For the last few years, the internet has boiled in hot debate over sparkalay vampires who play baseball. I watched from the sidelines for a long time and actually found myself taking up the battle cry against the undead with diamond-shimmering skin…until a coworker called me a writing snob.
Well, I am a snob in a sense when it comes to the written word; the rising cost of books makes me want to shell out my money only for something of quality, and as a writer I constantly strive for the cleanest, sharpest prose I can wring from my talent. But still, her comment rankled. Was I such a snob that I would dismiss the vision of any author when I’m a writer myself? How would I feel if people did that to me?
It’s a valid question. As I gear up to begin my next novel, the third in a series, I’ve found myself gravitating toward vampire stories for background research. My vision for vampires is as untraditional as Stephenie Meyer’s, and I’m even nervous about giving it to my beta readers once I begin writing. Will they accept my vision…or will they want to kill my dream?
So I bought the Twilight series this last spring. I bought it and I read every word. I even watched the movie. I will be honest; I almost didn’t make it through the first book. Her style of writing drove me bonkers at first, and I found myself revising sentences from passive to active and selecting what I thought were more appropriate adjectives and adverbs. I railed at the injustice of such writing being splattered all over the NY Times Bestseller List until my husband, quite calmly, reminded me that she is published, so publishing professionals must have seen the explosive potential–and I’m still striving to have my manuscript read.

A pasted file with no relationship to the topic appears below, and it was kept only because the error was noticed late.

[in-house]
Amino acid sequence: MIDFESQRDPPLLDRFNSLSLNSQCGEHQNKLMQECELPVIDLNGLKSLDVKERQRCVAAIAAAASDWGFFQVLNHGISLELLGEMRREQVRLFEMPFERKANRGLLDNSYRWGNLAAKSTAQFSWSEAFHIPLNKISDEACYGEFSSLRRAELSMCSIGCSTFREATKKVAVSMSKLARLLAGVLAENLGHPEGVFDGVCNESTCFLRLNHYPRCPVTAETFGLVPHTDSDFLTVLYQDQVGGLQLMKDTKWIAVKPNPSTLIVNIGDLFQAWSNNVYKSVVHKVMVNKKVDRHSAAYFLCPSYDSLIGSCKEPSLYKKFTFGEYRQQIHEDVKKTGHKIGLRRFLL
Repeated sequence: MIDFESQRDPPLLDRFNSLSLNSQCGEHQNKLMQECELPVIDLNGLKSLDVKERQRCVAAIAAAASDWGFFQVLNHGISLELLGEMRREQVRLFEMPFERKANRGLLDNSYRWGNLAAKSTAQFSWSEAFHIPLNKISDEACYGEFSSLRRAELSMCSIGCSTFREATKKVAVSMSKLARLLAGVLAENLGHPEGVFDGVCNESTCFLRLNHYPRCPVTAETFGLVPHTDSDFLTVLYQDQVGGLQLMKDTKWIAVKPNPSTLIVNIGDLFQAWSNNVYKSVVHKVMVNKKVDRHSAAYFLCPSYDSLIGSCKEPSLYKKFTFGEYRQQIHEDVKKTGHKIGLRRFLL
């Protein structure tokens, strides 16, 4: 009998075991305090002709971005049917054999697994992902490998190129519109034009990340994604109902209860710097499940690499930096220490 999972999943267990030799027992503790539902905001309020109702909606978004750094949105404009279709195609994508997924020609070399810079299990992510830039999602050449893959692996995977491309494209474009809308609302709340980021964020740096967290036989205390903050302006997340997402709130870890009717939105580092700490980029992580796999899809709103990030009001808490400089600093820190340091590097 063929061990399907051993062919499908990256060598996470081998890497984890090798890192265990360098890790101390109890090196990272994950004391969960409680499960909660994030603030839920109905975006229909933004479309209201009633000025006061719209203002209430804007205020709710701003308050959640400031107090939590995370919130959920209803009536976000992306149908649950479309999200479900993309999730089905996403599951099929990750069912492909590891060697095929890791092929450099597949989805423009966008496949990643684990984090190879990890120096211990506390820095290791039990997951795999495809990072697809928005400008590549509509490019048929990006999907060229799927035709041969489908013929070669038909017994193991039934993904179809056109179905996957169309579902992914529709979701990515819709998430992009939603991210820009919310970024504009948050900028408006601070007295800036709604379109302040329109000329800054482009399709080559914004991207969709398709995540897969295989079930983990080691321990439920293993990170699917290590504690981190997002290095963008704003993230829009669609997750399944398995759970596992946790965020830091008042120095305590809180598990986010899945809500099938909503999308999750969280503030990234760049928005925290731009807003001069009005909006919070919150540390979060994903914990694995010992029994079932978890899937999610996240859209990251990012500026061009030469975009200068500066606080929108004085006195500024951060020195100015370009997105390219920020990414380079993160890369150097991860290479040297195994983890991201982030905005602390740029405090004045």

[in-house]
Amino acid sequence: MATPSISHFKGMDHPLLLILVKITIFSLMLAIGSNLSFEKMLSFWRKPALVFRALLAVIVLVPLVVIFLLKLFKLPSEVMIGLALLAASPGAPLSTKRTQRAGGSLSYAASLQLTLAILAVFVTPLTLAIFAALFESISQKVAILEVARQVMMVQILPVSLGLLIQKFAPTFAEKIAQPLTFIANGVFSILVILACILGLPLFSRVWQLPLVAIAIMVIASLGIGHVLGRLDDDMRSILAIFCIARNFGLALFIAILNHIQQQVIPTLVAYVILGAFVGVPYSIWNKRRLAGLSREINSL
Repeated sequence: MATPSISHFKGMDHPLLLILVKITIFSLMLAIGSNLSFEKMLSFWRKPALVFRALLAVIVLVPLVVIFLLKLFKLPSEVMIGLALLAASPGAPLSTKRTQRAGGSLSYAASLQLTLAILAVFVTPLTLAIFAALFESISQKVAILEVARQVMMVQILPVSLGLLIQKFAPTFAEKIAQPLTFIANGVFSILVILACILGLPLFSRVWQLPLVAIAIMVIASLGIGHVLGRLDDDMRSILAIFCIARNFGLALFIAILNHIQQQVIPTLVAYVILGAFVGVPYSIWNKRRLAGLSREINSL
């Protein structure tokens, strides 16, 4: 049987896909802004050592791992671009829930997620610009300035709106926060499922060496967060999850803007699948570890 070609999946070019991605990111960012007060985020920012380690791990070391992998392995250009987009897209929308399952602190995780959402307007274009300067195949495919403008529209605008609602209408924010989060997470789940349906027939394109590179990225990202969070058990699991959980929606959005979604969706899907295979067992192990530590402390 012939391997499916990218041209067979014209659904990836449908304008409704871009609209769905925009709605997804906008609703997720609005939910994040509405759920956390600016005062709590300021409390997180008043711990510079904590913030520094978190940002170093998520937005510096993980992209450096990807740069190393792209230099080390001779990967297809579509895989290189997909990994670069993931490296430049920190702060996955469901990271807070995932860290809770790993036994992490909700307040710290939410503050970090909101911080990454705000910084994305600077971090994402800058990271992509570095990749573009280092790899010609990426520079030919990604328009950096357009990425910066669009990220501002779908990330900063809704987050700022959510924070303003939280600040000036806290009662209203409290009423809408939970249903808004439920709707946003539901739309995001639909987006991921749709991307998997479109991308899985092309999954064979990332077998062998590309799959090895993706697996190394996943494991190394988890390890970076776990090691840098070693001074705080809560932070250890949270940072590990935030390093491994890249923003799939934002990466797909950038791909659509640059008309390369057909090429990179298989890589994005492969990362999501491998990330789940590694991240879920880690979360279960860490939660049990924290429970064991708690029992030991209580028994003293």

So I shut up and read. I had to take Writer Sharon and Editor Sharon and stuff them into a soundproof box, but I managed to read without the filter of prejudice from the writing (and reading) community. And when I finished the fourth book, I opened the first one and read them all again, this time turning Analytical Sharon loose, hoping I could determine just what made these books best sellers. A wondrous thing happened then…
I saw the magic of Stephenie Meyer’s vision. This woman had a dream–literally–which she set to paper and offered to the world. She went against traditional vampire canon which saturates even modern vampire trends. That took courage. The world gave her back praise and abuse, and she’s weathered both with grace.
I have some issues with the story (as a strong woman, I don’t understand passive codependent women; I am not a fan of adversaries so superhumanly invincible that humans don’t stand a chance against them; I actually LIKE Forks myself. I’ve been there several times on vacation, long before Twilight happened. It’s one of my favorite places on earth), BUT–
I can deal, because not all women are like me. There are passive codependent women; let them have characters with whom they can identify. Superhuman adversaries have their place in the world too. Not everyone likes the rain forest.
My point, which I’m taking the scenic route in getting to, is aimed at the writing community: we all have the ability to kill someone’s dreams or to make them soar. We can trash each other and rejoice when those around us fail, or we can help each other and rejoice when our fellows succeed. Every success is proof-positive that the dream really can be achieved.
This doesn’t preclude being honest; I won’t blow sunshine up anyone’s ass and lead them to believe they’re better than they are and have no room for improvement. It would only be my opinion anyway.
But I’m not going to be anyone’s dream killer.